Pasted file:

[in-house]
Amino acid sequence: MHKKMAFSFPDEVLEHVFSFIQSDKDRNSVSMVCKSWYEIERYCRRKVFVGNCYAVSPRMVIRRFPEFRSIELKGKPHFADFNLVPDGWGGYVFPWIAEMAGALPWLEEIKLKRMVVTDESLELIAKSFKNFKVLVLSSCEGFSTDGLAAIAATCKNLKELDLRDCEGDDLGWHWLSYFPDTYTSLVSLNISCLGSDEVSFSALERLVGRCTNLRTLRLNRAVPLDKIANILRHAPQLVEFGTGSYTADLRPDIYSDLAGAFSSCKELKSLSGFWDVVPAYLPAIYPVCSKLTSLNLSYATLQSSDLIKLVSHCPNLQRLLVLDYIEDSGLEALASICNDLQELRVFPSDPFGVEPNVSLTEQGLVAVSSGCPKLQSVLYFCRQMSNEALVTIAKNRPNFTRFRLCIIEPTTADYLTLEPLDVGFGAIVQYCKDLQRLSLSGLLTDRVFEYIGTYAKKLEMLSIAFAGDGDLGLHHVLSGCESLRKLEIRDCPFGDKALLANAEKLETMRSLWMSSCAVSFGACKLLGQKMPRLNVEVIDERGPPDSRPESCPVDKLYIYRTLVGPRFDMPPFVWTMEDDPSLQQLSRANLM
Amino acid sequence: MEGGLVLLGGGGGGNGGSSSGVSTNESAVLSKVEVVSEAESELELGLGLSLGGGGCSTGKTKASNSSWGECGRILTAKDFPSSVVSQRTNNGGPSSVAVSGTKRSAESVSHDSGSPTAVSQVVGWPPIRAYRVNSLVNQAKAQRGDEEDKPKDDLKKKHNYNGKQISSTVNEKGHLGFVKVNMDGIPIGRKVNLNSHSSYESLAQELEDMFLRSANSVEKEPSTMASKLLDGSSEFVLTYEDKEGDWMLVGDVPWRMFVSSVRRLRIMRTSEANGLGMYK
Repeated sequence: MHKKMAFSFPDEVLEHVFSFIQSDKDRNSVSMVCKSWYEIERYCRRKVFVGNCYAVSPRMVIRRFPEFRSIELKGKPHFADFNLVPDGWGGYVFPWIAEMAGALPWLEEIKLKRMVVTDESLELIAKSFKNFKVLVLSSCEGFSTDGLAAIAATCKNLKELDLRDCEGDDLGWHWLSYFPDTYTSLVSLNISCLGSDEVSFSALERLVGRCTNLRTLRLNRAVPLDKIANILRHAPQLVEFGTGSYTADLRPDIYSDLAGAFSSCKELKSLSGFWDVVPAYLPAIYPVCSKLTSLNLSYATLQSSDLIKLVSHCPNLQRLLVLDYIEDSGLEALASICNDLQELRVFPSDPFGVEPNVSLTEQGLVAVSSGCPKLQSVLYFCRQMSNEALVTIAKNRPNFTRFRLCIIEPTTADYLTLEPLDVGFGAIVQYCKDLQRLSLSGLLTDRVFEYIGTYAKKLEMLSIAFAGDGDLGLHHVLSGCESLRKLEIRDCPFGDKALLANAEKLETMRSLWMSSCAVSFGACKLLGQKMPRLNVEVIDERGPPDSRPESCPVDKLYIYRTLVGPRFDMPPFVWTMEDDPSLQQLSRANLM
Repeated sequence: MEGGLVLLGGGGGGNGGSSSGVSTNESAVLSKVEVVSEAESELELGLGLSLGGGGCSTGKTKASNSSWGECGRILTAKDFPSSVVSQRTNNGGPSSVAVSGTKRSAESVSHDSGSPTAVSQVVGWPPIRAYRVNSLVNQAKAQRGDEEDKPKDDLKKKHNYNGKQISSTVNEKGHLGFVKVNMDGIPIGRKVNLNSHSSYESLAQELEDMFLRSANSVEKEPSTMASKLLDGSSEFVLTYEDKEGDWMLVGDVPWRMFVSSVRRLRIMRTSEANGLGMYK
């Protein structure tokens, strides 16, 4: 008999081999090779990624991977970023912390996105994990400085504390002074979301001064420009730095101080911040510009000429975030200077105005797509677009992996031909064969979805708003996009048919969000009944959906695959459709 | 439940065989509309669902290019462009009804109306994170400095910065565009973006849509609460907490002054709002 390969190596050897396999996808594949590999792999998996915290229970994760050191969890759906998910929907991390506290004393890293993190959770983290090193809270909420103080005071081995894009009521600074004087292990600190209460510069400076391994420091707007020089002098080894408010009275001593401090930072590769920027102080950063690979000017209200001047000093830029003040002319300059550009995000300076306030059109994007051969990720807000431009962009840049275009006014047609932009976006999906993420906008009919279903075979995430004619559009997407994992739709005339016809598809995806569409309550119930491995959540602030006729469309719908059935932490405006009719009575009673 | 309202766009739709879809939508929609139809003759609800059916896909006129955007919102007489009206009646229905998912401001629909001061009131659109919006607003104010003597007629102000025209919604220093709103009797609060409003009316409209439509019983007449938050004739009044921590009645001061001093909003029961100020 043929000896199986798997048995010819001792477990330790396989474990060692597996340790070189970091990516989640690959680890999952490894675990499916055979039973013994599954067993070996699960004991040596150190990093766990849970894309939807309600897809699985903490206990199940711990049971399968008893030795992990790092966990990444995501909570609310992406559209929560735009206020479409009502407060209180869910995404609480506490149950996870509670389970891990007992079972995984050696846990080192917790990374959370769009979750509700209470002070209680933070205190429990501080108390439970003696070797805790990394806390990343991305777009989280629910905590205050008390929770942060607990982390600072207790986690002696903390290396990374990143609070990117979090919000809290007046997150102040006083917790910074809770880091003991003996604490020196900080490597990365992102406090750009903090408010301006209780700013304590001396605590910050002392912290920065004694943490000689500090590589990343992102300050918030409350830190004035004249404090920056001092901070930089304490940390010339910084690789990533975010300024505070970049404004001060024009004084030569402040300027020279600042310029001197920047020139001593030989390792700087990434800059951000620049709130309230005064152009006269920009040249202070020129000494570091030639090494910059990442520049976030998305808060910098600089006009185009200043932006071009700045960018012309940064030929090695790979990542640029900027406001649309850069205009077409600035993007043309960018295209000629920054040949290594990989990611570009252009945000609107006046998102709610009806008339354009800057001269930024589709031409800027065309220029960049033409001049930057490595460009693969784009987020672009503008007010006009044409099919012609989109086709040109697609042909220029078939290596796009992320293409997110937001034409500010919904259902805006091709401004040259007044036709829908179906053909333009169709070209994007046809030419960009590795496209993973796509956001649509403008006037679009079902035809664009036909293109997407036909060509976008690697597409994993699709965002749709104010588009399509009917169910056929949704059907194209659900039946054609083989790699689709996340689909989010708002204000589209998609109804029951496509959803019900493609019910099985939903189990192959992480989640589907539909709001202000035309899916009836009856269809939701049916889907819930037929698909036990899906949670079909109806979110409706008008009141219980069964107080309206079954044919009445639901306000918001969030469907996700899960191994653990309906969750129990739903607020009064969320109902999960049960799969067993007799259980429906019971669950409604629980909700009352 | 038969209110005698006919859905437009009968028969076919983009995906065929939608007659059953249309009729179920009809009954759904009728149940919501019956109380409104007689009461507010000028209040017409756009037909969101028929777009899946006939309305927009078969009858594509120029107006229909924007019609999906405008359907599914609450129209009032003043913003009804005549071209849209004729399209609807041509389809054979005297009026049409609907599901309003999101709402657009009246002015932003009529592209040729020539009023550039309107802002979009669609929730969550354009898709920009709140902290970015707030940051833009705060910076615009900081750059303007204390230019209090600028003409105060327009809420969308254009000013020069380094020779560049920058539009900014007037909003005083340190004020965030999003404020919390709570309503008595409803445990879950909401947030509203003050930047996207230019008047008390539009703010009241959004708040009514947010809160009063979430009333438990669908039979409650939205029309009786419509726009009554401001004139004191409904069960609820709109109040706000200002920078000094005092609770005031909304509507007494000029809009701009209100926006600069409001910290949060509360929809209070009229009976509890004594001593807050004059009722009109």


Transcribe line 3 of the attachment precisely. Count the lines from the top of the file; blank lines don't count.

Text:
Amino acid sequence: MEGGLVLLGGGGGGNGGSSSGVSTNESAVLSKVEVVSEAESELELGLGLSLGGGGCSTGKTKASNSSWGECGRILTAKDFPSSVVSQRTNNGGPSSVAVSGTKRSAESVSHDSGSPTAVSQVVGWPPIRAYRVNSLVNQAKAQRGDEEDKPKDDLKKKHNYNGKQISSTVNEKGHLGFVKVNMDGIPIGRKVNLNSHSSYESLAQELEDMFLRSANSVEKEPSTMASKLLDGSSEFVLTYEDKEGDWMLVGDVPWRMFVSSVRRLRIMRTSEANGLGMYK